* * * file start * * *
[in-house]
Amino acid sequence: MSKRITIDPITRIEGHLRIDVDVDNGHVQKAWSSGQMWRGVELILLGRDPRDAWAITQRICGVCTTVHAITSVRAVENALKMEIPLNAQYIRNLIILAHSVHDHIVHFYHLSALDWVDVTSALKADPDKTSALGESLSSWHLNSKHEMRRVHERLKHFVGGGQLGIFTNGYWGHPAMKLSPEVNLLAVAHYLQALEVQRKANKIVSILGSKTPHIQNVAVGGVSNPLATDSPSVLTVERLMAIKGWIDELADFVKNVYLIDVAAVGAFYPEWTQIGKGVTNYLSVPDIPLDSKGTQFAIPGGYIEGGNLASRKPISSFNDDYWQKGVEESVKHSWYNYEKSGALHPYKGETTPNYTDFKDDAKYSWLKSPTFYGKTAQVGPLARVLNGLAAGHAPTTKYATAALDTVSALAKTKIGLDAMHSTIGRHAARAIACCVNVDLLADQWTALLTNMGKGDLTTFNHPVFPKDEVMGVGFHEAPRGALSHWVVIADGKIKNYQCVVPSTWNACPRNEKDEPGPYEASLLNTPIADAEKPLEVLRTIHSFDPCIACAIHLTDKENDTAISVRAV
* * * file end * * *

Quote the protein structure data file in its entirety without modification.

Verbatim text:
[in-house]
Amino acid sequence: MSKRITIDPITRIEGHLRIDVDVDNGHVQKAWSSGQMWRGVELILLGRDPRDAWAITQRICGVCTTVHAITSVRAVENALKMEIPLNAQYIRNLIILAHSVHDHIVHFYHLSALDWVDVTSALKADPDKTSALGESLSSWHLNSKHEMRRVHERLKHFVGGGQLGIFTNGYWGHPAMKLSPEVNLLAVAHYLQALEVQRKANKIVSILGSKTPHIQNVAVGGVSNPLATDSPSVLTVERLMAIKGWIDELADFVKNVYLIDVAAVGAFYPEWTQIGKGVTNYLSVPDIPLDSKGTQFAIPGGYIEGGNLASRKPISSFNDDYWQKGVEESVKHSWYNYEKSGALHPYKGETTPNYTDFKDDAKYSWLKSPTFYGKTAQVGPLARVLNGLAAGHAPTTKYATAALDTVSALAKTKIGLDAMHSTIGRHAARAIACCVNVDLLADQWTALLTNMGKGDLTTFNHPVFPKDEVMGVGFHEAPRGALSHWVVIADGKIKNYQCVVPSTWNACPRNEKDEPGPYEASLLNTPIADAEKPLEVLRTIHSFDPCIACAIHLTDKENDTAISVRAV